Friday, 1 July 2016

The Joy of Imperfection

Hi there!

How are you doing these days?

Whenever I can find a free minute, I am crocheting ghosts. I am not sure how many I have made by now but it must be around ten (it feels like more). I need to finish another 3 but after that I am going to take a break from ghosts. As cute as they are, making them gets a bit boring after hooking so many of them! After that I will move onto baby blankets: Several friends of mine are pregnant and due later this year. I haven't decided on a pattern yet but I want to something colourful yet an easy pattern. Nothing too complicated, that is something I can easily hook after long days at work. Any suggestions?

I started writing this blog post some days ago and then stopped because it got me thinking. I was going to write about my clumsy fingers as I have troubles sewing on fiddly pieces onto amigurumi. It was going to be a self shaming post mixed with a bit of humour. As mentioned before, I stopped writing because it didn't feel right. I didn't know why I was feeling like that until I was at my mum's house and came across the first amigurumis I ever made. You can see pictures of them in this posts... They are far from perfect but still my mum kept them on display in the downstairs bathroom. Sometimes I felt ashamed about them but nowadays I don't anymore. 

When I stood in the bathroom, all of a sudden I realized how far I have come and that I really shouldn't engage in self-shaming. I can't do fiddly stuff? Oh well, so what? I will learn. Or I won't. And both is okay. 

All my life I have been a kind of perfectionist. I say a kind of because I am not one of these people who try and try until something is perfect. Instead, I want it to be perfect right from the beginning. As in NOW. That's not a very healthy way of thinking and it has hindered my in my life a lot. Over the last couple of years, I started to change my thinking moving towards a mindset which believes in growing. I am getting better in allowing myself to grow and to give myself time. It is still a long way but one that is worth while. 

Craft helped me a lot on the way. At first I wanted to be perfect but had to realize I had to learn and it would take time. Along with learning this came the realization that the way, that is the way of learning or making something, is what brings most of the fun. Not the finished project but the process of making it. Now quite a few of you will probably roll your eyes because this realization/this knowledge is so obvious. Well it wasn't for me. Some days I still struggle because I am unhappy with how my projects turn out or because I can't master a new stitch right away. But it is getting better. And some day, I hope to allow myself "imperfection" and "failure" without feeling bad about it!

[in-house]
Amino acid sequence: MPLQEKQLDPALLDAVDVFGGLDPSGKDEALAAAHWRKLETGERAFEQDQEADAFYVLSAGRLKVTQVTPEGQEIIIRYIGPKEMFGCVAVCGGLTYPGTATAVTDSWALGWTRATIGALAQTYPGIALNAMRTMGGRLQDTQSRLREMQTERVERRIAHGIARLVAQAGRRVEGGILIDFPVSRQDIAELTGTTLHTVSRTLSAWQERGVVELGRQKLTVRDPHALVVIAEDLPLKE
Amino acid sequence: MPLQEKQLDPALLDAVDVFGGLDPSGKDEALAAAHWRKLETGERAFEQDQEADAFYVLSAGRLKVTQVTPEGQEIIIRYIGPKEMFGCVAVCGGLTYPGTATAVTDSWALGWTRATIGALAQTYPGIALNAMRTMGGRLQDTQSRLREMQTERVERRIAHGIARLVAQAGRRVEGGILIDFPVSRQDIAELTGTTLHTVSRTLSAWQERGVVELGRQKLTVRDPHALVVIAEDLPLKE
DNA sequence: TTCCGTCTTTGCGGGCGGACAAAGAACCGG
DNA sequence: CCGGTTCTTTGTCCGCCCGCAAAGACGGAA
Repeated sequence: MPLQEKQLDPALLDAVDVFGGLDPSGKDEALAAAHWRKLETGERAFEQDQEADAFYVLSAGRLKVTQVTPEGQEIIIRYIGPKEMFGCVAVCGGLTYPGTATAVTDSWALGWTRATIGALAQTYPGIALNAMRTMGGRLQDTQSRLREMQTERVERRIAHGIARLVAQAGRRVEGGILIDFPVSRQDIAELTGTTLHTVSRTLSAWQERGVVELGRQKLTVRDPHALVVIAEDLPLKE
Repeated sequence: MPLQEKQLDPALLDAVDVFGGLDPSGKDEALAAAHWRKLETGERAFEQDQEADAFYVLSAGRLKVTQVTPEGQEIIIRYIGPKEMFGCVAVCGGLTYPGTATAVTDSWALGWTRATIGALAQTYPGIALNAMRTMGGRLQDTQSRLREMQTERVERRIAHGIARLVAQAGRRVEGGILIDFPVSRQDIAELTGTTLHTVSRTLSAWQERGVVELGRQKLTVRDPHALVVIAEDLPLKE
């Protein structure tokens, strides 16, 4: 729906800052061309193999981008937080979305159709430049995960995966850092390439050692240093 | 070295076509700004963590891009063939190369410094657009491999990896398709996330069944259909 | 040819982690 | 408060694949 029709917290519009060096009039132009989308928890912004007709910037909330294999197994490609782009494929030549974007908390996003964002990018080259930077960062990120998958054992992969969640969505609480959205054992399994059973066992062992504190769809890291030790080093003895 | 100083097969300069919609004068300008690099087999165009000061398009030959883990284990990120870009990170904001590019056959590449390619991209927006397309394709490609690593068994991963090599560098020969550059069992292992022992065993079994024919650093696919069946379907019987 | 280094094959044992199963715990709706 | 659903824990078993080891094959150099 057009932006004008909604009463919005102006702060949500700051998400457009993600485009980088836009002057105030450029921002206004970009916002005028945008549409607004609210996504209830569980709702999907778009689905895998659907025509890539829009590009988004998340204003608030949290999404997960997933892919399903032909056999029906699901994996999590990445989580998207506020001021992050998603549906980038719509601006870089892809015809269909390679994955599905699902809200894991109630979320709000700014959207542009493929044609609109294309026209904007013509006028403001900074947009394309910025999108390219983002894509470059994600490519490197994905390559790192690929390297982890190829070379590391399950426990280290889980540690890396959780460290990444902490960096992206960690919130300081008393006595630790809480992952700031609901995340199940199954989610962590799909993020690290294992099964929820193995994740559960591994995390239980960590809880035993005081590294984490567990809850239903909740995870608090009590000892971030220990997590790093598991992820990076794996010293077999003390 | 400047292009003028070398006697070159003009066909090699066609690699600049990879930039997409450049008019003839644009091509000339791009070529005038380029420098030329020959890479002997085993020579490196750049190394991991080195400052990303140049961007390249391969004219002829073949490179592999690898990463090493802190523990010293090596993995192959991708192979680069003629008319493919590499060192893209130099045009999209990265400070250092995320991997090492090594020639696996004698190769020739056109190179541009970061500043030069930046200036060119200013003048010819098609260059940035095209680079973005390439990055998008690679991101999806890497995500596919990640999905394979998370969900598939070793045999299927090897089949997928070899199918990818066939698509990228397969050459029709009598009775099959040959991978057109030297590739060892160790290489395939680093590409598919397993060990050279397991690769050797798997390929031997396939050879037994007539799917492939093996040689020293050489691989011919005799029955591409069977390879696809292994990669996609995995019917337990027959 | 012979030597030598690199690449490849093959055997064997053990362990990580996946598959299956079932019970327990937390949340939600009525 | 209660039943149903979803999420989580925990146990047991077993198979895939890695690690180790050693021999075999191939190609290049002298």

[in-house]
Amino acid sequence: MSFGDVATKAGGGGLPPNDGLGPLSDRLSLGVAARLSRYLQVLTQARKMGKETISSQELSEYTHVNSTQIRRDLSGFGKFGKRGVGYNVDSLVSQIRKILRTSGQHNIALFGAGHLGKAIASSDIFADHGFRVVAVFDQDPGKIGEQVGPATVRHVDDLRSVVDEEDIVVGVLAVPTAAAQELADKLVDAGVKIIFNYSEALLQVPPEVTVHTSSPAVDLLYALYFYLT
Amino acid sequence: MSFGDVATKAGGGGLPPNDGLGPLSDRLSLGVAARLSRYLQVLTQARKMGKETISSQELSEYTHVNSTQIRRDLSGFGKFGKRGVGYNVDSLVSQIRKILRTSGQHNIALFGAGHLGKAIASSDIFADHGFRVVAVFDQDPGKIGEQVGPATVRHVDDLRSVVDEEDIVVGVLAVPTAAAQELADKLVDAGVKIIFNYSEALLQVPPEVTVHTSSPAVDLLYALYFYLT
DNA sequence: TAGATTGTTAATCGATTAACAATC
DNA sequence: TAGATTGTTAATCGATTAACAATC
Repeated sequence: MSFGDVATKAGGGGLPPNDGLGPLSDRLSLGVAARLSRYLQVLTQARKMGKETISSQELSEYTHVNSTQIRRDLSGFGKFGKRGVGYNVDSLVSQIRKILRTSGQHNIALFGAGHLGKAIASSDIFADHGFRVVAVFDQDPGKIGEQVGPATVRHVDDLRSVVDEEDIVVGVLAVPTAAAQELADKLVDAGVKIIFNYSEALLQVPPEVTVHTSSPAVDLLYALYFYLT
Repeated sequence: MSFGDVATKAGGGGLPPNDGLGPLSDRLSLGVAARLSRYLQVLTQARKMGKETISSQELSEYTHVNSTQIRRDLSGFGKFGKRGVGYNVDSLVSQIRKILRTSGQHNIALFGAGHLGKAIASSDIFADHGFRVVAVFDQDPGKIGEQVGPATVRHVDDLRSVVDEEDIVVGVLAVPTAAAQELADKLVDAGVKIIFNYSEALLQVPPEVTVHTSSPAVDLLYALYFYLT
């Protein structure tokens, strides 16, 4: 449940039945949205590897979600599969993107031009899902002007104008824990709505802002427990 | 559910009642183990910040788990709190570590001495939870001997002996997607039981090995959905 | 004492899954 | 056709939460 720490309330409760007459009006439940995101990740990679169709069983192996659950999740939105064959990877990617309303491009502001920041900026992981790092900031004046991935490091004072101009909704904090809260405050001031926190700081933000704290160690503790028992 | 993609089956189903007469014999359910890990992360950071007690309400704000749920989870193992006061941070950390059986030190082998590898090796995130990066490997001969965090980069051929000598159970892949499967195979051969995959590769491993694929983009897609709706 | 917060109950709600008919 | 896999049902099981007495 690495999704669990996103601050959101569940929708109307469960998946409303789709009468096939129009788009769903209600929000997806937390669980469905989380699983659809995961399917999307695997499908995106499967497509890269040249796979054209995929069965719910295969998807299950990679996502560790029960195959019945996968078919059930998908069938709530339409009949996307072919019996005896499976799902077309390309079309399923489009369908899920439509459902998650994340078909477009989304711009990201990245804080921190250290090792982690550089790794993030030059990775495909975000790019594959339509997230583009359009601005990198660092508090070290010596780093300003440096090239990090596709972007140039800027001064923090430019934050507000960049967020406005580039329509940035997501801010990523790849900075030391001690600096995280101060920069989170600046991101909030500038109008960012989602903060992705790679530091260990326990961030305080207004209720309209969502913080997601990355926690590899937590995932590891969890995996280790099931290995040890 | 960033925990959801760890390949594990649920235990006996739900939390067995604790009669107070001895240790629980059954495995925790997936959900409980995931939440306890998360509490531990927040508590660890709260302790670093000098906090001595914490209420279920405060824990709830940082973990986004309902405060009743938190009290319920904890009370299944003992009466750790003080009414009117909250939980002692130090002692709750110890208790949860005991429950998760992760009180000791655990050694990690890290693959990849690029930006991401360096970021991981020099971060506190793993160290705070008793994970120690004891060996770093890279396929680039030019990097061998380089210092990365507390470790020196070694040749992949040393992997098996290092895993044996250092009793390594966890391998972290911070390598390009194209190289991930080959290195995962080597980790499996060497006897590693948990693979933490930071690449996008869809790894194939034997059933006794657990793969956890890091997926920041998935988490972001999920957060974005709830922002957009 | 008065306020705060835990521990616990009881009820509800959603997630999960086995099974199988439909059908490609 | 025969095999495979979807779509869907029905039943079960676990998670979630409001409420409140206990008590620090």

How are you dealing when you can't master something new right away? I am happy about all kinds of advice!

Hope you are having a wonderful crafty weekend!

Take care

 P.S. As you can see, I worked with bulky yarn at first, so that I could see the stitches... 

P.S. If you are following us on Instagram, you probably saw that I already started on a baby blanket.. This post was written before I caught the summer flu and forgot to post it!


  1. We have people at crochet class who get really frustrated about not being able to get the hang of hooking straight away - I have to remind them that they wouldn't expect to sit down at the piano and play a Rachmaninoff concerto, so why expect to do more than "Twinkle Twinkle Little Star" in crochet on their very first time holding a hook!! With both activities you're training your hands to do something really strange and new :)

    1. That is so true and a great example to explain it.

  2. Hi Anne,

    I think you need to give yourself a pat on the shoulder, I certainly have noticed you making very good progress in every new project! :)

    And I think this is how it should be, the more we practice, the more we can grow. I noticed the same thing for me, with my crochet, with learning Dutch etc.

    I love your amigurumis!! :)

    Enjoy your weekend,
    Ingrid xx

  3. Hi Anne, as adults we are so accomplished at many things, it is easy to forget what it felt like to learn new things. Think back to childhood: first attempts to do anything new were usually clumsy and naive. That's normal and the nature of learning. It doesn't mean that those early works were not as worthy as those more technically proficient; e.g., I'm no expert on art but I'm sure there was an art movement called 'naive style' which is highly valued by collectors.
    While we may feel awkward and frustrated when learning a new skill, remember that most personal growth and learning occurs when we are 'outside our comfort zones.'
    I'm glad you are feeling more kindly towards your earlier work. Enjoy the process! Hugs, Jodie

  4. Your crafting is always so beautiful :) I know what you mean about self-shaming though, it's something I also need to stop. I have just done a big colourful granny square for a baby blanket,that worked well :) xx